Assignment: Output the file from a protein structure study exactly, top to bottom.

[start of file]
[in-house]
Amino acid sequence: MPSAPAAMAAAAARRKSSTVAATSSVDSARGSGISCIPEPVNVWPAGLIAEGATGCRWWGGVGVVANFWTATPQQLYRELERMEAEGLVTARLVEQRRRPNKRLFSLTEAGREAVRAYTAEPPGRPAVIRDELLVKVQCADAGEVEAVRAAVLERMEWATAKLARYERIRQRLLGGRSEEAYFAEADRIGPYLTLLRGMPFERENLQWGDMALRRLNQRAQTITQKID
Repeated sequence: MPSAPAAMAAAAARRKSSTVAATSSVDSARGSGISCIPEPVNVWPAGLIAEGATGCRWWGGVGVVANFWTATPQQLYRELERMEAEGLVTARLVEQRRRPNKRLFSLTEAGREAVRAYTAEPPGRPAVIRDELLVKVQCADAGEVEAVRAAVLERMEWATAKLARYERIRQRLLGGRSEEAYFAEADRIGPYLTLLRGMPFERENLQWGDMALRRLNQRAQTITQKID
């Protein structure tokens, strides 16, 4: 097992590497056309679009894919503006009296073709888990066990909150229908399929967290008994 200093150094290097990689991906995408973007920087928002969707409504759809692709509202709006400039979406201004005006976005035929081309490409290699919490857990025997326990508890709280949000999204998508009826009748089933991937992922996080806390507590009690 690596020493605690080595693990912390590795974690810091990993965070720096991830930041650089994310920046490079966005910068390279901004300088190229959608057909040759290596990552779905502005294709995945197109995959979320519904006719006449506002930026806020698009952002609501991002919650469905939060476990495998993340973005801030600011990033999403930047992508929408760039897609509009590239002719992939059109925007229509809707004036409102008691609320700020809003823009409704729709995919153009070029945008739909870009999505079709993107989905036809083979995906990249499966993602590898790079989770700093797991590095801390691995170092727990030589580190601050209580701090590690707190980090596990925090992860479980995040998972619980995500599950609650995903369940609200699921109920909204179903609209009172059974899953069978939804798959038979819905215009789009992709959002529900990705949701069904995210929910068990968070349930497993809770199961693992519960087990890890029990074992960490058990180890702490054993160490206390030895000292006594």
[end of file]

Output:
[in-house]
Amino acid sequence: MPSAPAAMAAAAARRKSSTVAATSSVDSARGSGISCIPEPVNVWPAGLIAEGATGCRWWGGVGVVANFWTATPQQLYRELERMEAEGLVTARLVEQRRRPNKRLFSLTEAGREAVRAYTAEPPGRPAVIRDELLVKVQCADAGEVEAVRAAVLERMEWATAKLARYERIRQRLLGGRSEEAYFAEADRIGPYLTLLRGMPFERENLQWGDMALRRLNQRAQTITQKID
Repeated sequence: MPSAPAAMAAAAARRKSSTVAATSSVDSARGSGISCIPEPVNVWPAGLIAEGATGCRWWGGVGVVANFWTATPQQLYRELERMEAEGLVTARLVEQRRRPNKRLFSLTEAGREAVRAYTAEPPGRPAVIRDELLVKVQCADAGEVEAVRAAVLERMEWATAKLARYERIRQRLLGGRSEEAYFAEADRIGPYLTLLRGMPFERENLQWGDMALRRLNQRAQTITQKID
């Protein structure tokens, strides 16, 4: 097992590497056309679009894919503006009296073709888990066990909150229908399929967290008994 200093150094290097990689991906995408973007920087928002969707409504759809692709509202709006400039979406201004005006976005035929081309490409290699919490857990025997326990508890709280949000999204998508009826009748089933991937992922996080806390507590009690 690596020493605690080595693990912390590795974690810091990993965070720096991830930041650089994310920046490079966005910068390279901004300088190229959608057909040759290596990552779905502005294709995945197109995959979320519904006719006449506002930026806020698009952002609501991002919650469905939060476990495998993340973005801030600011990033999403930047992508929408760039897609509009590239002719992939059109925007229509809707004036409102008691609320700020809003823009409704729709995919153009070029945008739909870009999505079709993107989905036809083979995906990249499966993602590898790079989770700093797991590095801390691995170092727990030589580190601050209580701090590690707190980090596990925090992860479980995040998972619980995500599950609650995903369940609200699921109920909204179903609209009172059974899953069978939804798959038979819905215009789009992709959002529900990705949701069904995210929910068990968070349930497993809770199961693992519960087990890890029990074992960490058990180890702490054993160490206390030895000292006594």